American History and American Historians: A Review of Recent Contributions to the Interpretation of the History of the United States

By Hugh H. L. Bellot | Go to book overview

I
Some Aspects of the Recent History of American Historiography

D URING the last seventy-five years, three influences have shaped American historiography. They have been the liberalization of the academic curriculum, the establishment of professional standards, and the adoption of a distinctively American in place of what had been an essentially European point of view. The process of liberalization and the establishment of professional standards affected, of course, the whole range of American historiography. The process of Americanization affected primarily the writing of the history of the mainland colonies and of the United States.

Despite the liberal example of the University of Virginia, the traditional method of education at American colleges was by a single required course in classics and mathematics, consisting in the main of recitation from textbooks. If he got beyond this, the student still took, not geology, but Hitchcock's Geology, not chemistry, but Silliman's Chemistry.1 When Andrew Dixon White was at Yale in the early fifties, the study of history meant recitations from Putz's Ancient History and the Rev. John Lord's Modern History of Europe.2 Sparks had delivered historical lectures which were the fruit of original research at Harvard between 1839 and 1849;3 and Francis Lieber lectured upon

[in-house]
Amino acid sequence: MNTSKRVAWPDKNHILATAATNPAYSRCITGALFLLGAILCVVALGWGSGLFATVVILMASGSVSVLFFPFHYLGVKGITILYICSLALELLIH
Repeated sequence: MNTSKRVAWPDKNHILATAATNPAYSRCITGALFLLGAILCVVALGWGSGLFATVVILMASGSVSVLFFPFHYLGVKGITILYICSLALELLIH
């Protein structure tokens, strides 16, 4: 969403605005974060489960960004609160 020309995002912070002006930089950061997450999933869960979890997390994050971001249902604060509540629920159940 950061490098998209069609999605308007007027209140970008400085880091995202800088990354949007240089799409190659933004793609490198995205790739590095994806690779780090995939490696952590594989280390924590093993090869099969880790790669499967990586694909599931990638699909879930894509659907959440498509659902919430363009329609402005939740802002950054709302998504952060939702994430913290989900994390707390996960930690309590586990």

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1
W. P. Rogers, Andrew D. White and the Modern University ( Ithaca, 1942), p. 39; cf. H. B. Adams, The Study of History in American Colleges and Universities. Bureau of Education. Circular of Information No. 2, 1887 ( Washington, 1887), p. 21; The Autobiography of Andrew Dixon White ( 2 vv., New York, 1905), i. 26-9, 289.
2
White, op. cit., i, 28.
3
S. E. Morison (ed.), The Development of Harvard University...1869-1909 ( Cambridge, Mass., 1930), pp. 152-3.

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